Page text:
In August, the Gondwana Conservation Foundation (GCF) did the annual count of Satyrium muticum, a very rare and endangered orchid species known from four small, severely fragmented subpopulations.
When the Orchid was first found on Gondwana in 2017 it was listed as critically endangered on SANBI’s red data list (South African National Biodiversity Institute). No plants had been located for a number of years. The GCF scouted the reserve for more of the Orchids over the years and found a few populations with over 1000 plants. Due to the research done by the GCF this orchid has come down in status to endangered. A Huge victory for biodiversity.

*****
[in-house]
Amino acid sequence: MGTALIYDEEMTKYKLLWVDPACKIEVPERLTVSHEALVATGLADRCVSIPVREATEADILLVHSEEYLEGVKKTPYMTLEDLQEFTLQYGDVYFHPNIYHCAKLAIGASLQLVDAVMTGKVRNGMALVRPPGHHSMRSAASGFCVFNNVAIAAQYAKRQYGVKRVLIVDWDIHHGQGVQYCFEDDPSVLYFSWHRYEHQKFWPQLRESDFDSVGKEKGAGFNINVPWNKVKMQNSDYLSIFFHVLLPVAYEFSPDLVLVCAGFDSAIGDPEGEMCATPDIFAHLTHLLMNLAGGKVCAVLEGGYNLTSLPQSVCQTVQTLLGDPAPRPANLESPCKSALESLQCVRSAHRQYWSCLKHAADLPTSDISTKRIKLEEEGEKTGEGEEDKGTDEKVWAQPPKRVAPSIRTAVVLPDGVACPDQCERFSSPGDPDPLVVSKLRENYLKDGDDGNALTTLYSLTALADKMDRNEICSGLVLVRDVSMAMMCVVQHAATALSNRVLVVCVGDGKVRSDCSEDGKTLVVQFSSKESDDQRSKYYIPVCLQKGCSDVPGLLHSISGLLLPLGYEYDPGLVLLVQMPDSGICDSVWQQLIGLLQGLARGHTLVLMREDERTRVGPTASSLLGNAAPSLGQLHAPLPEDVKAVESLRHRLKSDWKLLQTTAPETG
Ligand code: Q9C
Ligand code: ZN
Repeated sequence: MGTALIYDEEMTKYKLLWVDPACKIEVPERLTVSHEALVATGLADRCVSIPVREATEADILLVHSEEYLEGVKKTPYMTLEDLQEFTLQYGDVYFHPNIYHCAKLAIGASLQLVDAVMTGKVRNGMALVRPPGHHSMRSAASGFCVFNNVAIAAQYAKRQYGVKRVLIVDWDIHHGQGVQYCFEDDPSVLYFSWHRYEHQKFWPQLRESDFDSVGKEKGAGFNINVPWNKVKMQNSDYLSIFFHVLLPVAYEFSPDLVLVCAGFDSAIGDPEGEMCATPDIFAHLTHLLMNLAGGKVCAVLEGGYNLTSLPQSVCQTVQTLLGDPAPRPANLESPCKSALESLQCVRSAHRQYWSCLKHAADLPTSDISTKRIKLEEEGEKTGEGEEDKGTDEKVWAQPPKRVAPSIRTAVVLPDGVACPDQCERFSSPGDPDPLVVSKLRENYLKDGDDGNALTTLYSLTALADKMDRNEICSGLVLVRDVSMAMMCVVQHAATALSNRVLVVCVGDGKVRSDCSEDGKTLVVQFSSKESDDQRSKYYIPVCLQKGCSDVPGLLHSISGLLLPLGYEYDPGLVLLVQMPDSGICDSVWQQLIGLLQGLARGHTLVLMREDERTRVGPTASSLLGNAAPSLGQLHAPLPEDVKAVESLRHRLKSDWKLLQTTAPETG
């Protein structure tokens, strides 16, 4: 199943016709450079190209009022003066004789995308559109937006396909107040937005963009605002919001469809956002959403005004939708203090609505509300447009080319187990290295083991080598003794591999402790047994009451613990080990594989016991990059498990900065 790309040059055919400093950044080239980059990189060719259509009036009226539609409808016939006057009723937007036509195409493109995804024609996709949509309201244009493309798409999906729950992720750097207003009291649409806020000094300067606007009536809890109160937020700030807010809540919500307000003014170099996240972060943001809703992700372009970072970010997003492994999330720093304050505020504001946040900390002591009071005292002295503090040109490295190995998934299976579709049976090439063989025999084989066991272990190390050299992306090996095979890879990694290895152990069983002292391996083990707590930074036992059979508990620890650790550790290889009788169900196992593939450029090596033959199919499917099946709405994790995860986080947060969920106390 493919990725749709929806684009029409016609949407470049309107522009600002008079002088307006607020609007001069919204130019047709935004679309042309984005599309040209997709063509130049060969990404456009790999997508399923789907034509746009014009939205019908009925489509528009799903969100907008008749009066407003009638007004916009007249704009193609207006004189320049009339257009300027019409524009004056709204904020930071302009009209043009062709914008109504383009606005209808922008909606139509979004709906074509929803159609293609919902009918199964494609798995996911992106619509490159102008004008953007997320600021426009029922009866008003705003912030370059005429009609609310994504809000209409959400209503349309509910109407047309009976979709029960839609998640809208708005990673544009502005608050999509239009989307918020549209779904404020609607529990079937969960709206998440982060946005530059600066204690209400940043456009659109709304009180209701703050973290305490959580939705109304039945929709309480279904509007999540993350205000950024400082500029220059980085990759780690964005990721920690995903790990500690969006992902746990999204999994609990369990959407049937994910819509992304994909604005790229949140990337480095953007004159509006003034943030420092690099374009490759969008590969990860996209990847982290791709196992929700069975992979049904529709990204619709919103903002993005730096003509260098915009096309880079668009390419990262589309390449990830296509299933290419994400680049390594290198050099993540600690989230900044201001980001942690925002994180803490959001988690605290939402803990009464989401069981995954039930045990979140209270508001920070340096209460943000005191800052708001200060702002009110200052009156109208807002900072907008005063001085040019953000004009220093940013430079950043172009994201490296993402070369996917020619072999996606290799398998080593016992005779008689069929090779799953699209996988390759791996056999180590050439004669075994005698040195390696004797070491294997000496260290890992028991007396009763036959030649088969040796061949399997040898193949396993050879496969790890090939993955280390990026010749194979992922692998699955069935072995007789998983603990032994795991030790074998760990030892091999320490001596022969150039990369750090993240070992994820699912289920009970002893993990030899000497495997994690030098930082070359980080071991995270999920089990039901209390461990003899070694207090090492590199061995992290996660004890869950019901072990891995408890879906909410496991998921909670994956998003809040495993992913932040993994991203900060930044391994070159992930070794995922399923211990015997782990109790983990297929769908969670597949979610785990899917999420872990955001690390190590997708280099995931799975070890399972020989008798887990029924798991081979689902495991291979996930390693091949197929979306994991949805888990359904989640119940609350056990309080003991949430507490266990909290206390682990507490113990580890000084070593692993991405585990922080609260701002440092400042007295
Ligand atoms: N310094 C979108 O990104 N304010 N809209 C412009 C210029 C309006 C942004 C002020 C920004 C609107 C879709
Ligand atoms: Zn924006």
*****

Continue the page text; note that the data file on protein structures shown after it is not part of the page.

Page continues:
Today, the largest known populations of Satyrium muticum exist on Gondwana. The annual count is done making use of transects at different locations on the reserve where the plant exists. This year the GCF was assisted by WEI (Wildlife & Ecological Investments.) students, who participated in the count.
During the transects the GCf capture data such as the size, and number of blooms, number of plants in total, plants that are consumed or have been utilised. One interesting observation was the marks caused by rodents, seen by the teeth marks left on the plant stalks. To identify which rodents, the GCF set out little traps to catch, identify and release the little critters.
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